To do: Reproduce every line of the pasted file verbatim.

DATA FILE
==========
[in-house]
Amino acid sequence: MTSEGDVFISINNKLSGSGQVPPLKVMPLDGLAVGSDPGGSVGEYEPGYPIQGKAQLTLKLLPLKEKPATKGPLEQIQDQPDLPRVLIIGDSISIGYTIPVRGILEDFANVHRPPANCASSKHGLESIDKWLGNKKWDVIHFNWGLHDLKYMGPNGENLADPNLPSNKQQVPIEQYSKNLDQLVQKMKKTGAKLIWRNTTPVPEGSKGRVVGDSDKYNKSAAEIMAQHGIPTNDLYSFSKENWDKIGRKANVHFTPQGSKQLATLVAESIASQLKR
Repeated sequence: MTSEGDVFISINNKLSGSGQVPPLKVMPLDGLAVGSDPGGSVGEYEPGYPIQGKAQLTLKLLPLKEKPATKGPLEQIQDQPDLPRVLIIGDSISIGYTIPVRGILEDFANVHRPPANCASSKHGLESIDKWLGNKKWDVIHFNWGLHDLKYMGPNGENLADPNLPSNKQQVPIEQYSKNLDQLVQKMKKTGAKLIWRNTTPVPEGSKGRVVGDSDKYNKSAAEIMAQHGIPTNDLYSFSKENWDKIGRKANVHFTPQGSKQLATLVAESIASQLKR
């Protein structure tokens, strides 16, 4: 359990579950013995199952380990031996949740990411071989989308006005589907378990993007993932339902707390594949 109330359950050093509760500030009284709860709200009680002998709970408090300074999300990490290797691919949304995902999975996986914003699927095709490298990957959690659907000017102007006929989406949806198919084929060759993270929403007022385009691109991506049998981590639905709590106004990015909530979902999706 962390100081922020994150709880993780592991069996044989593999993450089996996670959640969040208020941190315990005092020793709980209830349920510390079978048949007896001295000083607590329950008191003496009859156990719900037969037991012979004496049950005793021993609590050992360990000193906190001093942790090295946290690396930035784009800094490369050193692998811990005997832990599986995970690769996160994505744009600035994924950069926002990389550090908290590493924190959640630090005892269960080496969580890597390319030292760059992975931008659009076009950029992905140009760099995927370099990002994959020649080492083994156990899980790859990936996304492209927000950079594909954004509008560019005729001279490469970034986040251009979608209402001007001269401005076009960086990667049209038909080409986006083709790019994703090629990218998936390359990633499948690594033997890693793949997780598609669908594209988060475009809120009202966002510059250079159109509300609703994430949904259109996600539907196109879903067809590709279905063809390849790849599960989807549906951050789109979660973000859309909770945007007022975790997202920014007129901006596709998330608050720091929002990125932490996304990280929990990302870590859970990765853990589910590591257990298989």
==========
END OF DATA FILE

[in-house]
Amino acid sequence: MTSEGDVFISINNKLSGSGQVPPLKVMPLDGLAVGSDPGGSVGEYEPGYPIQGKAQLTLKLLPLKEKPATKGPLEQIQDQPDLPRVLIIGDSISIGYTIPVRGILEDFANVHRPPANCASSKHGLESIDKWLGNKKWDVIHFNWGLHDLKYMGPNGENLADPNLPSNKQQVPIEQYSKNLDQLVQKMKKTGAKLIWRNTTPVPEGSKGRVVGDSDKYNKSAAEIMAQHGIPTNDLYSFSKENWDKIGRKANVHFTPQGSKQLATLVAESIASQLKR
Repeated sequence: MTSEGDVFISINNKLSGSGQVPPLKVMPLDGLAVGSDPGGSVGEYEPGYPIQGKAQLTLKLLPLKEKPATKGPLEQIQDQPDLPRVLIIGDSISIGYTIPVRGILEDFANVHRPPANCASSKHGLESIDKWLGNKKWDVIHFNWGLHDLKYMGPNGENLADPNLPSNKQQVPIEQYSKNLDQLVQKMKKTGAKLIWRNTTPVPEGSKGRVVGDSDKYNKSAAEIMAQHGIPTNDLYSFSKENWDKIGRKANVHFTPQGSKQLATLVAESIASQLKR
């Protein structure tokens, strides 16, 4: 359990579950013995199952380990031996949740990411071989989308006005589907378990993007993932339902707390594949 109330359950050093509760500030009284709860709200009680002998709970408090300074999300990490290797691919949304995902999975996986914003699927095709490298990957959690659907000017102007006929989406949806198919084929060759993270929403007022385009691109991506049998981590639905709590106004990015909530979902999706 962390100081922020994150709880993780592991069996044989593999993450089996996670959640969040208020941190315990005092020793709980209830349920510390079978048949007896001295000083607590329950008191003496009859156990719900037969037991012979004496049950005793021993609590050992360990000193906190001093942790090295946290690396930035784009800094490369050193692998811990005997832990599986995970690769996160994505744009600035994924950069926002990389550090908290590493924190959640630090005892269960080496969580890597390319030292760059992975931008659009076009950029992905140009760099995927370099990002994959020649080492083994156990899980790859990936996304492209927000950079594909954004509008560019005729001279490469970034986040251009979608209402001007001269401005076009960086990667049209038909080409986006083709790019994703090629990218998936390359990633499948690594033997890693793949997780598609669908594209988060475009809120009202966002510059250079159109509300609703994430949904259109996600539907196109879903067809590709279905063809390849790849599960989807549906951050789109979660973000859309909770945007007022975790997202920014007129901006596709998330608050720091929002990125932490996304990280929990990302870590859970990765853990589910590591257990298989």